A nationwide voter-registration effort encouraging participation by minorities effectively is encouraging noncitizens to vote.

The Washington, D.C.-based Voter Participation Center is using large mailing lists from commercial and nonprofit organizations to send voter registration forms to people they believe have been underrepresented in the political process.

The VPC’s website openly says its focus is on minority women and the unmarried.

“The mission of the VPC is to boost the civic engagement of unmarried women, people of color and 18-29 year olds – the three demographic groups who comprise the Rising American Electorate,” the VPC says.

“These Americans make up 53 percent of the voting-eligible population and are responsible for almost all of the U.S. population growth in recent years, but were only 42 percent of the 2010 electorate and 47 percent in 2008,” the organization explains.

However, noncitizens are also receiving the forms, which worries legal analysts and voter groups like Grassfire Nation that are campaigning for voter ID laws.

VPC Chief Operating Officer Gail Kitch said the potential for voter fraud and citizenship status is not the group’s concern.

“That’s not really the issue,” she said. “I couldn’t answer that question based on the level at which we’re involved. I mean, their citizenship is not something … we would not have any way of knowing that.”

Kitch added that her organization is relying on the integrity of those who receive the applications.

“I think the person themselves, the person who is receiving the form, has the obligation. We’re just sending the form; we’re not even registering people to vote,” she said.

“This is not issue we’re addressing,” she said. “In other words, is this person actually a U. S. citizen?”

Citizenship status is an issue for many Americans, and even some non-U. S. citizens who have received the mailing.

A Japanese permanent legal resident of the U. S. who received a VPC application, and who asked not to be named, says she was surprised to get the mailing.

“Why did they send this to me unless they want me to illegally register to vote?” the Japanese woman asked.

“I’ve been turned down for jury duty after returning the summons with the noncitizen block checked,” she said. “The city’s census records that I’m not an American citizen.”

“What other reason could they have for still sending me the application unless they’re hoping I’ll register anyway?” she asked. “They’re encouraging people to cheat, and this is only going to corrupt the process and make honest elections almost impossible.”

The Japanese woman’s statements raise the issue of how the Voter Participation Center gets its names.

The group’s website says it has a huge pool of names to draw from for the mail effort. Kitch said they get the lists from “vendors.”

“We don’t have a database; we acquire names from lists that are provided by vendors,” she said. “The folks we get the names from are commercial list vendors – the kind of folks who do the Publishers Clearing House.”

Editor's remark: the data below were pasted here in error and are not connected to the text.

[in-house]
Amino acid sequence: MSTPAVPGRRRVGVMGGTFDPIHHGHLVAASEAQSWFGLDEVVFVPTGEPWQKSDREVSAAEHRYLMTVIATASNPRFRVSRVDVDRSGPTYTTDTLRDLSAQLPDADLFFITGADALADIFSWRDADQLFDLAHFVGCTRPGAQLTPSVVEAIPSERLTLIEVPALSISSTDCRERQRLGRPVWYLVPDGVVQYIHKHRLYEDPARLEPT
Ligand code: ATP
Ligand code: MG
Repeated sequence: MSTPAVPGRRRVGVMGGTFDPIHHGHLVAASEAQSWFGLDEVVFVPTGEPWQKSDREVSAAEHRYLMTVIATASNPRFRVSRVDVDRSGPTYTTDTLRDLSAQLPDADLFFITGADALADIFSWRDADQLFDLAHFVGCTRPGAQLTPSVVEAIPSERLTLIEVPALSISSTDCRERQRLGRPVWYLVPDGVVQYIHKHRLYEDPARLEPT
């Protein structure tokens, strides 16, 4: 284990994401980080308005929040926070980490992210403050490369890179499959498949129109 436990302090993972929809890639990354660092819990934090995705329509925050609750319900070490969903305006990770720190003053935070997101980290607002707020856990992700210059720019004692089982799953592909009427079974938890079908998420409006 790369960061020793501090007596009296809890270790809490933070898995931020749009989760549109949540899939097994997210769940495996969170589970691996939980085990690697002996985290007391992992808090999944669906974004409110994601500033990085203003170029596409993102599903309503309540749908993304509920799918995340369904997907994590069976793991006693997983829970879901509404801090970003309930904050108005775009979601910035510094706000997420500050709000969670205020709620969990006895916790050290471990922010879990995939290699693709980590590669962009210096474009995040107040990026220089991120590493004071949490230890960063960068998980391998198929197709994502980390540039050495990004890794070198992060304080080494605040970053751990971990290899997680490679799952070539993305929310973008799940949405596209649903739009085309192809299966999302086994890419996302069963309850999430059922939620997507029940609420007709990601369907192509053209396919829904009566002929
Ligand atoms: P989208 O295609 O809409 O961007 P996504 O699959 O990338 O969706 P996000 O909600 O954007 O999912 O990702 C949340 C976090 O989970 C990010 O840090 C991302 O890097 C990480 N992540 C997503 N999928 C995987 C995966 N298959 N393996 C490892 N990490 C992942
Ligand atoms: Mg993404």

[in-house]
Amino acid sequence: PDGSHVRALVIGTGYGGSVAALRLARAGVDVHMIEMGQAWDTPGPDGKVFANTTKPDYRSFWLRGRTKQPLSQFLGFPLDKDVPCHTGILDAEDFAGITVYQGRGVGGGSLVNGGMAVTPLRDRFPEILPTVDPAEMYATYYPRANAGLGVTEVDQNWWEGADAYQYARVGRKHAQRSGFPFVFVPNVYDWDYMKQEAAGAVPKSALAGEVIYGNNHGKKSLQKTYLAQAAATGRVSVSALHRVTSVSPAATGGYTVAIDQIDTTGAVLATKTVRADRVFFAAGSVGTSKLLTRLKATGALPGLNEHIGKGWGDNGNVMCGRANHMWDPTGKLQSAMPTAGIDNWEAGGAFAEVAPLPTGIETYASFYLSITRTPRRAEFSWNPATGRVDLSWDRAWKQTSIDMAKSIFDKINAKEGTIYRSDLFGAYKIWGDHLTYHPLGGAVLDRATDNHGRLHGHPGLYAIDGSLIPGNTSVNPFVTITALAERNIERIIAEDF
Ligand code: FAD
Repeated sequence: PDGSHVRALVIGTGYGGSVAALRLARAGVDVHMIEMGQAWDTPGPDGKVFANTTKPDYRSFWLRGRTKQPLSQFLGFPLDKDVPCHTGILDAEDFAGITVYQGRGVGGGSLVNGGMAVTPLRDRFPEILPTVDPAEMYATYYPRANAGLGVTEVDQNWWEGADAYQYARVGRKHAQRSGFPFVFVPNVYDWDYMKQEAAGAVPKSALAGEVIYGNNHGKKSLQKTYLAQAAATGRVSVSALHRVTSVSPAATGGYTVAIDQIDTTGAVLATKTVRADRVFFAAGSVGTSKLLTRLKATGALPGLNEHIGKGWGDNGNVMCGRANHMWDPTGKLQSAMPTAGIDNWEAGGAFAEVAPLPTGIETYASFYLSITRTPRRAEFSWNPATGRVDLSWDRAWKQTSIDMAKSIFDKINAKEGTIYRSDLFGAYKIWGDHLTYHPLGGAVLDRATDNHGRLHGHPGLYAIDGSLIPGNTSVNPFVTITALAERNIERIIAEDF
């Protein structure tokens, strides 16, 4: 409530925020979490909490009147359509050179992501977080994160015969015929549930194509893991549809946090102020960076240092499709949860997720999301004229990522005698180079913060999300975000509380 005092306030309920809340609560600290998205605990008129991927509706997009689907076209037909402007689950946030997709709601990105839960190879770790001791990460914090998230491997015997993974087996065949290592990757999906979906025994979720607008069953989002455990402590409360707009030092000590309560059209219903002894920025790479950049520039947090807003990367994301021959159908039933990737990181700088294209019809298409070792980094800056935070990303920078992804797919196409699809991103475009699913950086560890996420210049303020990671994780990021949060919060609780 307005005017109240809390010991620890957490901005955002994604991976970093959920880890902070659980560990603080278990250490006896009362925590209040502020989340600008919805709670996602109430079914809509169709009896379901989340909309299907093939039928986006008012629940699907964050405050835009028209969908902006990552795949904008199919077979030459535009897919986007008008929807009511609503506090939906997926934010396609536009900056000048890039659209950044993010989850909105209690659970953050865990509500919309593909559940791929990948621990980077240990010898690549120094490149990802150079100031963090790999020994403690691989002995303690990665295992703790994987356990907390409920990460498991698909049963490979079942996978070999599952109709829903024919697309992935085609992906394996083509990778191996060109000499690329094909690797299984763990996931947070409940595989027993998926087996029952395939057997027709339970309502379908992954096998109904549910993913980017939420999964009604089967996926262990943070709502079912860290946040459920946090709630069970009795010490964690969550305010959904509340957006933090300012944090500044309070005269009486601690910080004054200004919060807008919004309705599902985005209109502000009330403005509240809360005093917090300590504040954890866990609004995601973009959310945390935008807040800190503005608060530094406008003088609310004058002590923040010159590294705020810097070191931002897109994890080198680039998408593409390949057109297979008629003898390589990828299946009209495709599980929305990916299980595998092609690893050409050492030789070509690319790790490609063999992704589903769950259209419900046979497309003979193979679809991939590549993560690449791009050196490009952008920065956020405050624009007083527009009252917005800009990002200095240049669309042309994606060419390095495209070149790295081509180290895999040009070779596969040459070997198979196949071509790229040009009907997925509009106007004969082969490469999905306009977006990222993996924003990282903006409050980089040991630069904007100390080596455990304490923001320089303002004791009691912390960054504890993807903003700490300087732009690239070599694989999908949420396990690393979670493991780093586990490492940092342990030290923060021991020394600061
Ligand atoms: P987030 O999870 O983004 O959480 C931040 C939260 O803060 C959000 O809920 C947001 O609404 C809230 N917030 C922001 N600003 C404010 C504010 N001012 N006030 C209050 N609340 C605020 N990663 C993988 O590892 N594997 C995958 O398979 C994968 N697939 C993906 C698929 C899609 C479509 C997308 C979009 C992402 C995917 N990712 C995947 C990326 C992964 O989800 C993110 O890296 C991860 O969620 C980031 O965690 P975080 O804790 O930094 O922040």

She added, “We work with people who have names who would fit within the groups we’re talking about, the Rising American Electorate. As far as folks being registered, our vendors are always checking so we are relying on our list vendors, and we’re doing what we can, to do what they can to make sure as much as possible the registration status of anyone we’re mailing to.”

The group’s “State and National Partner’s” page lists groups that are working with the VPC in the voter drive.

“The VPC also has a variety of national partners including, the League of Conservation Voters Education Fund (LCVEF), Project Vote, US Action Education Fund and the NAACP,” the website said.

Among the state partners is a Colorado-based group, Colorado C3 Roundtable, and Wisconsin’s Voices.

However, Kitch would not say if her group is concerned about whether noncitizens can return the forms.

“I appreciate this, but that question is so far beyond anything I can imagine. I guess the hypothetical thing brings me up a bit short,” Kitch said.

The organization was involved in a registration solicitation controversy during the last presidential election.

At the time, Page Gardner, identified by Voter Participation as its founder, wrote about robocalls that were made to North Carolina residents who had been sent voter registration applications.

“These calls were our sincere attempt to encourage voter registration for those not registered for the general election this fall,” Gardner said. “We understand North Carolina’s primary registration effort deadline was April 11, (other than those participating in early voting who may register and vote at the same time this week). We apologize for any confusion our calls may have caused. Our intent and purpose was solely to call attention to the registration applications we hope will be completed and returned to the Board of Elections office making thousands more North Carolinians participants in one of the most important elections of our lifetimes.”

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